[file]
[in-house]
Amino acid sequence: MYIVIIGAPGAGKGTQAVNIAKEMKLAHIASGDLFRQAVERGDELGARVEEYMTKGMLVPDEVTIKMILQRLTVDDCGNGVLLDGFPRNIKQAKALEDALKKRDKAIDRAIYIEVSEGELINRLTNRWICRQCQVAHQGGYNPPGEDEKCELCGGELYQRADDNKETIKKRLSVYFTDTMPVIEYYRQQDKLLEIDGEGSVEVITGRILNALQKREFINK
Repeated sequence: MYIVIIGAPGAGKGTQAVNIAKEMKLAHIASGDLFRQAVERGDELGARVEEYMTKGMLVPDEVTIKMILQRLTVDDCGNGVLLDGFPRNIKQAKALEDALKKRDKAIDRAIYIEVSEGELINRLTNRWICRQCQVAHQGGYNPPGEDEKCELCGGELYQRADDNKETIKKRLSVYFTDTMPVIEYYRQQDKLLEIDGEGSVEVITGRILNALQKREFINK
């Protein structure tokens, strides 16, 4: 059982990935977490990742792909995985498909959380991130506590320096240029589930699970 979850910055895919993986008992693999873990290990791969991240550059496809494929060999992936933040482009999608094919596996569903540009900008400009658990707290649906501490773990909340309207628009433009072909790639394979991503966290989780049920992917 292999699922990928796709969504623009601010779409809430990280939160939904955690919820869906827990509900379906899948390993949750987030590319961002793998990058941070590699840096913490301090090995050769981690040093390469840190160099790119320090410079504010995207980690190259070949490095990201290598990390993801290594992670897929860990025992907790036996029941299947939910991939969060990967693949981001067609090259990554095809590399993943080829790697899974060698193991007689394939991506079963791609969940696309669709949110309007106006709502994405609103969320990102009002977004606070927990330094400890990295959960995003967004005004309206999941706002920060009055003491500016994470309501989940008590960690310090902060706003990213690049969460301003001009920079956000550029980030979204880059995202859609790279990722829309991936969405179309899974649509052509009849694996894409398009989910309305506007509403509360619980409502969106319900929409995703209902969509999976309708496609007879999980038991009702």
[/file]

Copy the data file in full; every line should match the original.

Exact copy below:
[in-house]
Amino acid sequence: MYIVIIGAPGAGKGTQAVNIAKEMKLAHIASGDLFRQAVERGDELGARVEEYMTKGMLVPDEVTIKMILQRLTVDDCGNGVLLDGFPRNIKQAKALEDALKKRDKAIDRAIYIEVSEGELINRLTNRWICRQCQVAHQGGYNPPGEDEKCELCGGELYQRADDNKETIKKRLSVYFTDTMPVIEYYRQQDKLLEIDGEGSVEVITGRILNALQKREFINK
Repeated sequence: MYIVIIGAPGAGKGTQAVNIAKEMKLAHIASGDLFRQAVERGDELGARVEEYMTKGMLVPDEVTIKMILQRLTVDDCGNGVLLDGFPRNIKQAKALEDALKKRDKAIDRAIYIEVSEGELINRLTNRWICRQCQVAHQGGYNPPGEDEKCELCGGELYQRADDNKETIKKRLSVYFTDTMPVIEYYRQQDKLLEIDGEGSVEVITGRILNALQKREFINK
């Protein structure tokens, strides 16, 4: 059982990935977490990742792909995985498909959380991130506590320096240029589930699970 979850910055895919993986008992693999873990290990791969991240550059496809494929060999992936933040482009999608094919596996569903540009900008400009658990707290649906501490773990909340309207628009433009072909790639394979991503966290989780049920992917 292999699922990928796709969504623009601010779409809430990280939160939904955690919820869906827990509900379906899948390993949750987030590319961002793998990058941070590699840096913490301090090995050769981690040093390469840190160099790119320090410079504010995207980690190259070949490095990201290598990390993801290594992670897929860990025992907790036996029941299947939910991939969060990967693949981001067609090259990554095809590399993943080829790697899974060698193991007689394939991506079963791609969940696309669709949110309007106006709502994405609103969320990102009002977004606070927990330094400890990295959960995003967004005004309206999941706002920060009055003491500016994470309501989940008590960690310090902060706003990213690049969460301003001009920079956000550029980030979204880059995202859609790279990722829309991936969405179309899974649509052509009849694996894409398009989910309305506007509403509360619980409502969106319900929409995703209902969509999976309708496609007879999980038991009702």